The Libertarian Futurist Society has announced the winner of the 2017 Prometheus Award for Best Novel, honoring works published in 2016 that “examine the meaning of freedom.”
•”The Core of the Sun“/(Auringon Ydin, 2013) by Johanna Sinisalo (Grove Press/Black Cat)
The Prometheus Awards will be presented in a ceremony during Worldcon 75 on August 11, 2017 in Helsinki Finland.
For more information, visit the Libertarian Futurist Society website.
“The Core of the Sun“‘s Finnish version : “Auringon Ydin” (2013)
“The Core of the Sun” was published in U.S., U.K., Canada, Germany, France and Czech Republic.
“From the Queen of “Finnish Weird,” a captivating and witty speculative satire of a Handmaid’s Tale–esque welfare state where women are either breeders or outcasts, addicts chase the elusive high of super-hot chili peppers, and one woman is searching for her missing sister.
“An intoxicating book, sizzling to look at and as spicy as a hot pepper.” — “Weltexpress” (Germany)
“From the author of the Finlandia Award–winning novel Troll: A Love Story, “The Core of the Sun” further cements Johanna Sinisalo’s reputation as a master of literary speculative fiction and of her country’s unique take on it, dubbed “Finnish Weird.”
Set in an alternative historical present, in a “eusistocracy”—an extreme welfare state—that holds public health and social stability above all else, it follows a young woman whose growing addiction to illegal chili peppers leads her on an adventure into a world where love, sex, and free will are all controlled by the state.
The Eusistocratic Republic of Finland has bred a new human sub-species of receptive, submissive women, called eloi, for sex and procreation, while intelligent, independent women are relegated to menial labor and sterilized.
Vanna, raised as an eloi but secretly intelligent, needs money to help her doll-like sister, Manna. Vanna forms a friendship with a man named Jare, and they become involved in buying and selling a stimulant known to the Health Authority to be extremely dangerous: chili peppers.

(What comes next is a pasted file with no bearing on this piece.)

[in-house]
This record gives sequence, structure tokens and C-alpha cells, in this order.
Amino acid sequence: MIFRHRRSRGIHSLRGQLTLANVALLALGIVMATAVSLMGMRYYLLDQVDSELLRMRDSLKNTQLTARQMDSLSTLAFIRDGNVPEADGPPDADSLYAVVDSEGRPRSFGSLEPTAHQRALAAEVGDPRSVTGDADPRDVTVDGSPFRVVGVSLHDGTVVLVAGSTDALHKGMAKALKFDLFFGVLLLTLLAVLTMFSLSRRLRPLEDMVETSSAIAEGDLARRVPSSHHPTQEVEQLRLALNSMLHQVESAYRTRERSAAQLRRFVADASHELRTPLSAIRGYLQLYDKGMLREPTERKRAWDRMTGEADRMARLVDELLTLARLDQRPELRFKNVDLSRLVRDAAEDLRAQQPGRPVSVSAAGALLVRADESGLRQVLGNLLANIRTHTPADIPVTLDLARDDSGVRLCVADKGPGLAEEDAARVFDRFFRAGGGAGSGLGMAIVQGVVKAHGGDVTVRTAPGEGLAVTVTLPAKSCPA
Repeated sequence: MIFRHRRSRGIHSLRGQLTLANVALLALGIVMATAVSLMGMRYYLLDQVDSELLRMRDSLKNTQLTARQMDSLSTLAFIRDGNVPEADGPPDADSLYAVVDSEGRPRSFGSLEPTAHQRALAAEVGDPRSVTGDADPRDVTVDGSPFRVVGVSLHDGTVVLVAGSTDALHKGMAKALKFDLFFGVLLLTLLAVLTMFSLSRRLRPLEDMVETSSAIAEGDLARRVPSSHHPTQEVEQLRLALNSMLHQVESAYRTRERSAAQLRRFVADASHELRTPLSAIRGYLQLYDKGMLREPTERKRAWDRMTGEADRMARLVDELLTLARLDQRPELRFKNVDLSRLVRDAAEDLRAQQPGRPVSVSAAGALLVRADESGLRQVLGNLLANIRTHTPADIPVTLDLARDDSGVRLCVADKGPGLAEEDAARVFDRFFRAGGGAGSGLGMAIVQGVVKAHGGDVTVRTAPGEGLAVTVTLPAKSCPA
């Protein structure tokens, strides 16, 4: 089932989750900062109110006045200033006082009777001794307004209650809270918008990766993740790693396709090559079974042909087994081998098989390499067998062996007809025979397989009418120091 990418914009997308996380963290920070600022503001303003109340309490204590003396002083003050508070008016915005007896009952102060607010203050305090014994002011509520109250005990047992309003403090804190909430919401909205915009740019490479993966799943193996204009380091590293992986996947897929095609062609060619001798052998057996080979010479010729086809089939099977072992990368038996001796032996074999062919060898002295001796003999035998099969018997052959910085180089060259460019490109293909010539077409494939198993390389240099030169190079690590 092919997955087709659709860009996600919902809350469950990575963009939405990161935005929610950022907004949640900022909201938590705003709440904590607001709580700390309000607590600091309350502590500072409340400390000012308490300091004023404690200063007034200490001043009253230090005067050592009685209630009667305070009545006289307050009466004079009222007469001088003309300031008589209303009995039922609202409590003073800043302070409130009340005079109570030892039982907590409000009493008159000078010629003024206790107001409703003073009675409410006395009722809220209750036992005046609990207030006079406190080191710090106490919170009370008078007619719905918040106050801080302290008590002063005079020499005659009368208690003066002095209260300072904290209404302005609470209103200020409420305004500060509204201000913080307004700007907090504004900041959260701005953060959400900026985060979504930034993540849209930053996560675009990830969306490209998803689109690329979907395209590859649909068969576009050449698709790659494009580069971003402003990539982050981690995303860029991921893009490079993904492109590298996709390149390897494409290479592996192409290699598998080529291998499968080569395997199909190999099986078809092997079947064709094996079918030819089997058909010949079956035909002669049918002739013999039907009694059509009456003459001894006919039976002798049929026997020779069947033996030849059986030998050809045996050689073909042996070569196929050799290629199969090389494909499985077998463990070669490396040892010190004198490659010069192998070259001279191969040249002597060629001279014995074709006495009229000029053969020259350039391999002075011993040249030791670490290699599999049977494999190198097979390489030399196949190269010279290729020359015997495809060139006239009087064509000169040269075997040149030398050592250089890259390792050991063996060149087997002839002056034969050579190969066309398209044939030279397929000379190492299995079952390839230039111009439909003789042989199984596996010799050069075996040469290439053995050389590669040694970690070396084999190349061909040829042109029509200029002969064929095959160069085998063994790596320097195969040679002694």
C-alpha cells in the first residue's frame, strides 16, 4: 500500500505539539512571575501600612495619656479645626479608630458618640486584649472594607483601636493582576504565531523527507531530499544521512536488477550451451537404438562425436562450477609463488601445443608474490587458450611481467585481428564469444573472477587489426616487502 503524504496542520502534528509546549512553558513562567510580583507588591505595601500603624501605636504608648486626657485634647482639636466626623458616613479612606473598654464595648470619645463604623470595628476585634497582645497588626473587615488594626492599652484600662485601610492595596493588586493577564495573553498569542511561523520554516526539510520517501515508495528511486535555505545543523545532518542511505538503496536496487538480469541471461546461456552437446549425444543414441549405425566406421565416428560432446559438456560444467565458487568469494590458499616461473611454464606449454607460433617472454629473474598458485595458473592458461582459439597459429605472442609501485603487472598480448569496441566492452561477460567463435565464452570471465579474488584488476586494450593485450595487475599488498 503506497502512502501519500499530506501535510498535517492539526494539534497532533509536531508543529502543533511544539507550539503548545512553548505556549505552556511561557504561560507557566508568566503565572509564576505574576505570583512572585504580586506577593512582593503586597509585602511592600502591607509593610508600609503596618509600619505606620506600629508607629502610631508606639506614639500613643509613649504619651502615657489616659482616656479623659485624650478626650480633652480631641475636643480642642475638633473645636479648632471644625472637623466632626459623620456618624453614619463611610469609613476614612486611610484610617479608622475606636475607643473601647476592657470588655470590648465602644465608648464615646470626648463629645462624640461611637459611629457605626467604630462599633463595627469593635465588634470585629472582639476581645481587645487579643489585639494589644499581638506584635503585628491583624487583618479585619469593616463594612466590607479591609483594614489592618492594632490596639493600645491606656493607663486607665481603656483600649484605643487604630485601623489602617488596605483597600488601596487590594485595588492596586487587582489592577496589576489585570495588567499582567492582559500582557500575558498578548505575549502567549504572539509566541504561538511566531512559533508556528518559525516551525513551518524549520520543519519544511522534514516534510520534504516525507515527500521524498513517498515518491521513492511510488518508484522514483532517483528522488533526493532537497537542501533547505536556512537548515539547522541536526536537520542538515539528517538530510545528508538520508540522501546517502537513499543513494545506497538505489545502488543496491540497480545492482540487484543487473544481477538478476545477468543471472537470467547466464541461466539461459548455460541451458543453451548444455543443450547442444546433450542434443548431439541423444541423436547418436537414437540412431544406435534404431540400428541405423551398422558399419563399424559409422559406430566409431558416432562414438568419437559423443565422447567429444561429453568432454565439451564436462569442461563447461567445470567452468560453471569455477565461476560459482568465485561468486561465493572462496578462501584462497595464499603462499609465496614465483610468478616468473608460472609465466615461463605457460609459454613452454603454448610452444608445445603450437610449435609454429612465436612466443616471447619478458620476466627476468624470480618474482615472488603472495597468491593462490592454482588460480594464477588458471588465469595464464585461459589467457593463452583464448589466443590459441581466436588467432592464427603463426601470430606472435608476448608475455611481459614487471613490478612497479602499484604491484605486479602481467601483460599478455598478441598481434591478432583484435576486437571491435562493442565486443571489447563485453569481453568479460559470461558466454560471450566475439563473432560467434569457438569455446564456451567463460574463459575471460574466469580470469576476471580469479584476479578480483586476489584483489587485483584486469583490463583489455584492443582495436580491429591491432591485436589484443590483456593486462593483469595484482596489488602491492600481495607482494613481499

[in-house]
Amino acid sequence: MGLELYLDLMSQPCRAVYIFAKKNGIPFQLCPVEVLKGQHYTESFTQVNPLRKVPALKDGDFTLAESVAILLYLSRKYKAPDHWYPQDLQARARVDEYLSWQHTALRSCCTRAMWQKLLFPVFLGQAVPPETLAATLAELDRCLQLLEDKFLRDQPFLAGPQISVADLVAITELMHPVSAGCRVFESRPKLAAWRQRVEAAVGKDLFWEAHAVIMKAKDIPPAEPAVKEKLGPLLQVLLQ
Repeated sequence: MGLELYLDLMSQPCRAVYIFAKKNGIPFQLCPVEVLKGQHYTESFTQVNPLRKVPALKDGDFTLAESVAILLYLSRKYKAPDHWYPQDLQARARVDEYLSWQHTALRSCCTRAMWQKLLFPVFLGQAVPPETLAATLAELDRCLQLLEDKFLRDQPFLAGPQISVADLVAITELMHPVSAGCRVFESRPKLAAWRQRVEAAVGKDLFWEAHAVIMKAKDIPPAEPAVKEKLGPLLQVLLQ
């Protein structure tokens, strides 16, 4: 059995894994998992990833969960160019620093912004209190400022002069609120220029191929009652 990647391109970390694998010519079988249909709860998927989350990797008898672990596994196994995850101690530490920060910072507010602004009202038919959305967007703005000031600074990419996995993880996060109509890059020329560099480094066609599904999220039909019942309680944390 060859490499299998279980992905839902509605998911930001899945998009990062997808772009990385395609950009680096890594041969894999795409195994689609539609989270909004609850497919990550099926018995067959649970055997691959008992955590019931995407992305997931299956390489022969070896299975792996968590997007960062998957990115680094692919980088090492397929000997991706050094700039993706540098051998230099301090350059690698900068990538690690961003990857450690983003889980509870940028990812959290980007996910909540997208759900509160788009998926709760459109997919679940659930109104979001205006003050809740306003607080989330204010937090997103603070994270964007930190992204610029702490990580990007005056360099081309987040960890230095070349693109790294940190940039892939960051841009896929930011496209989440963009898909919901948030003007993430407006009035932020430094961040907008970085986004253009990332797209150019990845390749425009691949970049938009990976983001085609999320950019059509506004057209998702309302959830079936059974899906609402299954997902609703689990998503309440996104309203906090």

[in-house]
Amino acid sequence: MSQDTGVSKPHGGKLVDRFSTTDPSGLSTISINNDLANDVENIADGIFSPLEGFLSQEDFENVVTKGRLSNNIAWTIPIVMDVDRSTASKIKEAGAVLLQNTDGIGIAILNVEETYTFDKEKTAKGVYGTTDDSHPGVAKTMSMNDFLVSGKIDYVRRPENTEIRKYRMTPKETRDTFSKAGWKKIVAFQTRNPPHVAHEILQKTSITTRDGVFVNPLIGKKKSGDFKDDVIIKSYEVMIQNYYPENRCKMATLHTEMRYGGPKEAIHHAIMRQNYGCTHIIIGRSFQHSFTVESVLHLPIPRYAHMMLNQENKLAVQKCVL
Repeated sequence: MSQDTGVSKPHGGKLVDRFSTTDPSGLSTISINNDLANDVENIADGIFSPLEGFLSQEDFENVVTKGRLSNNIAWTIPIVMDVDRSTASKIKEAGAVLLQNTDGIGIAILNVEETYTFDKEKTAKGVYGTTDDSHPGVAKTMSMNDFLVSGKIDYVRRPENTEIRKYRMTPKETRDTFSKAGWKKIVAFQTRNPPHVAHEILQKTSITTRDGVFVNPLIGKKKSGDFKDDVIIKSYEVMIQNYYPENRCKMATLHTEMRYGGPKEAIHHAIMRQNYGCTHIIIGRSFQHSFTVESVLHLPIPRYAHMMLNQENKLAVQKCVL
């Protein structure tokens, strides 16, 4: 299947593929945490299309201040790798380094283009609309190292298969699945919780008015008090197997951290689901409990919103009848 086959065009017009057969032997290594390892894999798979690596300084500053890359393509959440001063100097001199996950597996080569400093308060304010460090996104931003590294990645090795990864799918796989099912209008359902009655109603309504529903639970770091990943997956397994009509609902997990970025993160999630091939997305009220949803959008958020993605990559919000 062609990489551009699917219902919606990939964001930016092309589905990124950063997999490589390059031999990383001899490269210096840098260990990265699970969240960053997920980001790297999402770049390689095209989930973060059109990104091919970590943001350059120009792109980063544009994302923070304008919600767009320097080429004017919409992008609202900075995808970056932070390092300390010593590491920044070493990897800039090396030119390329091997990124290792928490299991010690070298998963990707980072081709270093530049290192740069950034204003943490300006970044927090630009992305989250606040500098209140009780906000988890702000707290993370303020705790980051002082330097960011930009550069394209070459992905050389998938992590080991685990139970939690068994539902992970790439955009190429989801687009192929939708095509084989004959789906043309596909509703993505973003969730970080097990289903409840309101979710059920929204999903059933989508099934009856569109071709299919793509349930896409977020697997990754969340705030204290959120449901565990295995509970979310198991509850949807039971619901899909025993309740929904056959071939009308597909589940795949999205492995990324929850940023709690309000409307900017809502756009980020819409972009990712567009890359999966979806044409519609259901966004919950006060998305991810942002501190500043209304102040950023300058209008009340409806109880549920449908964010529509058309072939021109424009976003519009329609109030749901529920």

Then Manna disappears, and Jare comes across a strange religious cult in possession of the Core of the Sun, a chili so hot that it is rumored to cause hallucinations. Does this chili have effects that justify its prohibition? How did Finland turn into the North Korea of Europe? And will Vanna succeed in her quest to find her sister, or will her growing need to satisfy her chili addiction destroy her?
Johanna Sinisalo’s tautly told story of fight and flight is also a feisty, between-the-lines social polemic—a witty, inventive, and fiendishly engaging read.”
She studied comparative literature and drama, amongst other subjects, at the University of Tampere. Professionally she worked in the advertising business, rising to the level of marketing designer.
An important figure in the Finnish science fiction scene in the late 1980s and early ’90s (winning a rare back-to-back collection of Atorox Awards for short fiction in the genre), she was also the first Finnish science fiction writer to make a mainstream breakthrough by breaking genre barriers.
Sinisalo was awarded the Finlandia Prize for literature in 2000 for her first novel, “Ennen päivänlaskua ei voi” (translated in English language as “Not Before Sundown” in 2003 and again as “Troll — A Love Story” in 2004 for the American market).
The novel has been translated into several languages.
An English translation of “Linnunaivot” was published in 2010 by Peter Owen Publishers under the title “Birdbrain” (translated by David Hackston).
“Not Before Sundown” was awarded The James Tiptree Jr. Award in 2004. Movie rights were acquired by Carter Smith in 2006.
She was nominated for a Nebula Award in 2009 for “Baby Doll”.
Her novel “The Core of the Sun” won the 2017 Prometheus Award for Best Novel .
Johanna is also the screenwriter of Energia Productions “Iron Sky” movie, a SF comedy set in 2018.